Artist Statement SP 2015

My artistic impulse emerges out of the intersection of the natural and the human-made world, drawing upon both a deep reverence and a deep concern. The reverence is for the beauty of the Earth’s limitless diverse species and complex networks of interwoven, highly evolved ecological environments. The concern is born from the instances where human and natural interactions are not copasetic, such as environmental exploitation, pollution, and lack of conservation.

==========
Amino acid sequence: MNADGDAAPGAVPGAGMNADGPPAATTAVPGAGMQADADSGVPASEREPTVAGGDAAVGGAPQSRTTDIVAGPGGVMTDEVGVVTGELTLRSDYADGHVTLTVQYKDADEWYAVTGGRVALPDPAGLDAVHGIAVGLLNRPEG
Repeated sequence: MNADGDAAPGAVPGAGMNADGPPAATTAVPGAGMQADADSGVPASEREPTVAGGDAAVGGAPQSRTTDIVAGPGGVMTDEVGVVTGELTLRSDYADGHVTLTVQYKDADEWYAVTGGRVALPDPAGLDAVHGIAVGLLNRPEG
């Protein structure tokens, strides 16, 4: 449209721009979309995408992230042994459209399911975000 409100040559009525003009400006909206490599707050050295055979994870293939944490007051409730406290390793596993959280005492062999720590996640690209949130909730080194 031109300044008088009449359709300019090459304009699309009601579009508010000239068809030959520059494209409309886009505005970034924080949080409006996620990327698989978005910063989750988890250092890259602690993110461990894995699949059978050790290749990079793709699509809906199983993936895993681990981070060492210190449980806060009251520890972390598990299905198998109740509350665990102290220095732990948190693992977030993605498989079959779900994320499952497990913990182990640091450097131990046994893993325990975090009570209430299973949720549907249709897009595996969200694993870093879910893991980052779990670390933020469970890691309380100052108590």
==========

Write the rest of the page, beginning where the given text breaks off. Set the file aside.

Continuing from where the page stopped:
Recently, I have investigated how the human psyche deals with grief and healing, and how the transformative power of creating symbols and metaphors may be way of processing difficult emotions and ambivalence. Accordingly, my research and artistic inspirations merged into a question: what are the implications of the psychological responses humans have to notions of a worldwide ecological collapse? A new branch of research, to which I am contributing, is broaching a new topic, one that argues that at this time in history, humanity’s single most relevant, under-examined and overarching dilemma is the collective global ambivalence and grief caused by widespread habitat loss. It is a condition now referred to as “environmental melancholia.”

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